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Sciatic nerve: Wikis

  

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Nerve: Sciatic nerve
Gray1244.png
Latin nervus ischiadicus
Gray's subject #213 960
Innervates    Lateral rotator group (except Piriformis and Quadratus femoris), Posterior compartment of thigh
From lumbar plexus and sacral plexus: L4-S3
To tibial nerve, common fibular nerve

The sciatic nerve (also known as the ischiatic nerve) is a large nerve fiber in humans and other animals. It begins in the lower back and runs through the buttock and down the lower limb. It is the longest and widest single nerve in the human body.

The sciatic supplies nearly the whole of the skin of the leg, the muscles of the back of the thigh, and those of the leg and foot. It is derived from spinal nerves L4 through S3. It contains fibres from both the anterior and posterior divisions of the lumbosacral plexus.

Contents

Branches

The nerve gives off articular and muscular branches.

  • The articular branches (rami articulares) arise from the upper part of the nerve and supply the hip-joint, perforating the posterior part of its capsule; they are sometimes derived from the sacral plexus.
  • The muscular branches (rami musculares) are distributed to the following muscles of the lower limb: biceps femoris, semitendinosus, semimembranosus, and adductor magnus. The nerve to the short head of the biceps femoris comes from the common peroneal part of the sciatic, while the other muscular branches arise from the tibial portion, as may be seen in those cases where there is a high division of the sciatic nerve.

The muscular branch eventually gives off the tibial nerve and common peroneal nerve, which innervates the muscles of the (lower) leg. The tibial nerve goes on to innervate all muscles of the foot except the extensor digitorum brevis (which is innervated by the peroneal nerve).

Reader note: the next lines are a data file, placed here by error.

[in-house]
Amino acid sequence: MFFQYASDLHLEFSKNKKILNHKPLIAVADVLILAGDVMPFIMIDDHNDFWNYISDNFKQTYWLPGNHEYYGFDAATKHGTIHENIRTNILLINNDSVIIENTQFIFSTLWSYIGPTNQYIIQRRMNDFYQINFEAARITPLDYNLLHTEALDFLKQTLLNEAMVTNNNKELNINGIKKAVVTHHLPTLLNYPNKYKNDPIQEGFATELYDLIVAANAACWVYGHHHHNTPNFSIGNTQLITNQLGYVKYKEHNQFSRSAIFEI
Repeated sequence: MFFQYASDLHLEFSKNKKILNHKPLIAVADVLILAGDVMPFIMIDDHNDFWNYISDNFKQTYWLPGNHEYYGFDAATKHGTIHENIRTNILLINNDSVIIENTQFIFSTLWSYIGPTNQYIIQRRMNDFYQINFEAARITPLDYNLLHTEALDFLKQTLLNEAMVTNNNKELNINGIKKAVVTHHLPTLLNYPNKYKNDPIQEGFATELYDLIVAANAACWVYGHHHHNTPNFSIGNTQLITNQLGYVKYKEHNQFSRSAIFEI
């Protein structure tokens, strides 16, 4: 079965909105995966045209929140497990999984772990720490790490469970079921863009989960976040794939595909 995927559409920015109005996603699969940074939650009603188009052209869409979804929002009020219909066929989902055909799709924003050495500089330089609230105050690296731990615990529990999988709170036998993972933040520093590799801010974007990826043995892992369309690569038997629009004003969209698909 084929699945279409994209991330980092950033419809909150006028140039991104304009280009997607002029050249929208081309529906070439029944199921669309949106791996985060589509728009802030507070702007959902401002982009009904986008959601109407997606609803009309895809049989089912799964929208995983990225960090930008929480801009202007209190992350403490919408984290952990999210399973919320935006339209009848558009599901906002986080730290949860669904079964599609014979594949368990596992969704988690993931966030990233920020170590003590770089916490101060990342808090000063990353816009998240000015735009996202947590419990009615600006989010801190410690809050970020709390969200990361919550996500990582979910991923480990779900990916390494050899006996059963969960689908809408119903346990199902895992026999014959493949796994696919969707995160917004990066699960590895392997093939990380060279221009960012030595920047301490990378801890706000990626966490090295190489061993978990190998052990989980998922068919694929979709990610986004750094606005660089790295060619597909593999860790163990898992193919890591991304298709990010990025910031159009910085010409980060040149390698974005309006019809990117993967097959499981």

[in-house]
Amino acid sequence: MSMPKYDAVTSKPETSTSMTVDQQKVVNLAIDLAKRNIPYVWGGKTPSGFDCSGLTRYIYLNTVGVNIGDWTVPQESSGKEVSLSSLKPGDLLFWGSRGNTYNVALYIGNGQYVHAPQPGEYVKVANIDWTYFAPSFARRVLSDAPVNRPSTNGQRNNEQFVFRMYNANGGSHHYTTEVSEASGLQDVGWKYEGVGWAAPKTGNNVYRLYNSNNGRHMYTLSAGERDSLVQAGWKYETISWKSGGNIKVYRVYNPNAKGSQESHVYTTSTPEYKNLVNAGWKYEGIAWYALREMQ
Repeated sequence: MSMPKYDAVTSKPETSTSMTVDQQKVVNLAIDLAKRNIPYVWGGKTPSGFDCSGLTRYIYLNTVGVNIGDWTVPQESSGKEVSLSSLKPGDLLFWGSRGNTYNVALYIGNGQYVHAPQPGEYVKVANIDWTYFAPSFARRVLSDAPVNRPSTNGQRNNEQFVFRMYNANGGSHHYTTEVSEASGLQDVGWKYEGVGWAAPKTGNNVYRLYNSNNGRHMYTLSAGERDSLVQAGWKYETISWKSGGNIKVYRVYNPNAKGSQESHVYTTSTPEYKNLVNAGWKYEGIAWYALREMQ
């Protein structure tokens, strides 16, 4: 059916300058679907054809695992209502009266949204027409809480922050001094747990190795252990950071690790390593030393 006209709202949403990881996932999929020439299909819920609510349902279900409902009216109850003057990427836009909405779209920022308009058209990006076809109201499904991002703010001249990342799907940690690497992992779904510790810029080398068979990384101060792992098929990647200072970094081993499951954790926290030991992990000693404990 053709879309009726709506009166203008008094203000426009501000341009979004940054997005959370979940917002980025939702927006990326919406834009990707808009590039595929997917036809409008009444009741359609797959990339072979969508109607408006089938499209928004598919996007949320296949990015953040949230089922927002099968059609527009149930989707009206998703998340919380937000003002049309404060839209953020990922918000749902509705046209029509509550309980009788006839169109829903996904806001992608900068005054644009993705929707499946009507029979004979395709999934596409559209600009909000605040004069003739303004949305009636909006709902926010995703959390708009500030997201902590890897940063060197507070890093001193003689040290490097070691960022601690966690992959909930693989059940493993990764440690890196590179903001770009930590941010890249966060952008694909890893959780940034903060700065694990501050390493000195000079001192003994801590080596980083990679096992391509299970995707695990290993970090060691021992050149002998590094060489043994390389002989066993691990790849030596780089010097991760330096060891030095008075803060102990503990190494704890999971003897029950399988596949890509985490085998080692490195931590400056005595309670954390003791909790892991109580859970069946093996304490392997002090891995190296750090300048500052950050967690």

Pathology

Pain caused by a compression or irritation of the sciatic nerve by a problem in the lower back is called sciatica. Common causes of sciatica include the following low back conditions: spinal disc herniation, degenerative disc disease, spinal stenosis, and spondylolisthesis.

In religion

In the Jewish religion, consumption of the sciatic nerve is forbidden, even from otherwise kosher and properly slaughtered animals. This is based on the prohibition mentioned in the Biblical account (Genesis chapter 32) of Jacob being wounded while wrestling with an angel.[1] The sciatic nerve is known in Hebrew as the gid hanasheh. The process of removing the sciatic nerve (as well as certain large blood vessels and forbidden fats) from the surrounding meat is known as nikkur, or "deveining." Since this is a difficult and delicate process, cuts from an animal's hindquarters (including the Filet mignon) are generally not sold as kosher.[2]

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This article was originally based on an entry from a public domain edition of Gray's Anatomy. As such, some of the information contained within it may be outdated.








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